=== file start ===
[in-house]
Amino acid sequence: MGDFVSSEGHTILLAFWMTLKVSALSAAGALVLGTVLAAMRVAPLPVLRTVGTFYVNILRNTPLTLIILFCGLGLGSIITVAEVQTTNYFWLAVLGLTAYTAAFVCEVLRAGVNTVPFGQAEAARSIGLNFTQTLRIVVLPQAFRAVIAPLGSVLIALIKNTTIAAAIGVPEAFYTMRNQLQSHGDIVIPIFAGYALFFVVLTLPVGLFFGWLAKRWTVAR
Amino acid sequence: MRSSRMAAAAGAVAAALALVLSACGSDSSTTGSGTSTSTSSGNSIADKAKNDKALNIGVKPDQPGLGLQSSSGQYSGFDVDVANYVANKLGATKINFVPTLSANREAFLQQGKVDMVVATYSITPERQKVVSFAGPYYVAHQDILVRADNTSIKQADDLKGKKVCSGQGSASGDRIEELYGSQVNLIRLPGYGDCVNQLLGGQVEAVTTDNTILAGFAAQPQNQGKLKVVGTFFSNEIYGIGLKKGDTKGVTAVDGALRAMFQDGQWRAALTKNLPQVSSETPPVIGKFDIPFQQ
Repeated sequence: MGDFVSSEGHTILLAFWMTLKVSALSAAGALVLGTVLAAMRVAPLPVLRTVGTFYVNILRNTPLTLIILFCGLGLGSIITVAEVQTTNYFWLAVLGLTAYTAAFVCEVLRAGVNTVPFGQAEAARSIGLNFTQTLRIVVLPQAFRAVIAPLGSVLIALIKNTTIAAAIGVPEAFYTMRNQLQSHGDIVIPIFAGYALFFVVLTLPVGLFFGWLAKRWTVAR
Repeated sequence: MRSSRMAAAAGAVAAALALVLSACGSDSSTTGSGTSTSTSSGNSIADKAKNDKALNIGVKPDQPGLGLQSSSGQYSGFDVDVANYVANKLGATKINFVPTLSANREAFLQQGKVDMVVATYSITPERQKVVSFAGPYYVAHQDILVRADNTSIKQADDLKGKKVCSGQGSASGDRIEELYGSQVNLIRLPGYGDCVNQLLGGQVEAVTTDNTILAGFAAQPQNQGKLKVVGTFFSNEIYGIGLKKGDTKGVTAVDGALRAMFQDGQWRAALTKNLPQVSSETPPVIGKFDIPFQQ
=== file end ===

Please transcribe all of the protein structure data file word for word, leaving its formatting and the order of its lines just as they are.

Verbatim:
[in-house]
Amino acid sequence: MGDFVSSEGHTILLAFWMTLKVSALSAAGALVLGTVLAAMRVAPLPVLRTVGTFYVNILRNTPLTLIILFCGLGLGSIITVAEVQTTNYFWLAVLGLTAYTAAFVCEVLRAGVNTVPFGQAEAARSIGLNFTQTLRIVVLPQAFRAVIAPLGSVLIALIKNTTIAAAIGVPEAFYTMRNQLQSHGDIVIPIFAGYALFFVVLTLPVGLFFGWLAKRWTVAR
Amino acid sequence: MRSSRMAAAAGAVAAALALVLSACGSDSSTTGSGTSTSTSSGNSIADKAKNDKALNIGVKPDQPGLGLQSSSGQYSGFDVDVANYVANKLGATKINFVPTLSANREAFLQQGKVDMVVATYSITPERQKVVSFAGPYYVAHQDILVRADNTSIKQADDLKGKKVCSGQGSASGDRIEELYGSQVNLIRLPGYGDCVNQLLGGQVEAVTTDNTILAGFAAQPQNQGKLKVVGTFFSNEIYGIGLKKGDTKGVTAVDGALRAMFQDGQWRAALTKNLPQVSSETPPVIGKFDIPFQQ
Repeated sequence: MGDFVSSEGHTILLAFWMTLKVSALSAAGALVLGTVLAAMRVAPLPVLRTVGTFYVNILRNTPLTLIILFCGLGLGSIITVAEVQTTNYFWLAVLGLTAYTAAFVCEVLRAGVNTVPFGQAEAARSIGLNFTQTLRIVVLPQAFRAVIAPLGSVLIALIKNTTIAAAIGVPEAFYTMRNQLQSHGDIVIPIFAGYALFFVVLTLPVGLFFGWLAKRWTVAR
Repeated sequence: MRSSRMAAAAGAVAAALALVLSACGSDSSTTGSGTSTSTSSGNSIADKAKNDKALNIGVKPDQPGLGLQSSSGQYSGFDVDVANYVANKLGATKINFVPTLSANREAFLQQGKVDMVVATYSITPERQKVVSFAGPYYVAHQDILVRADNTSIKQADDLKGKKVCSGQGSASGDRIEELYGSQVNLIRLPGYGDCVNQLLGGQVEAVTTDNTILAGFAAQPQNQGKLKVVGTFFSNEIYGIGLKKGDTKGVTAVDGALRAMFQDGQWRAALTKNLPQVSSETPPVIGKFDIPFQQ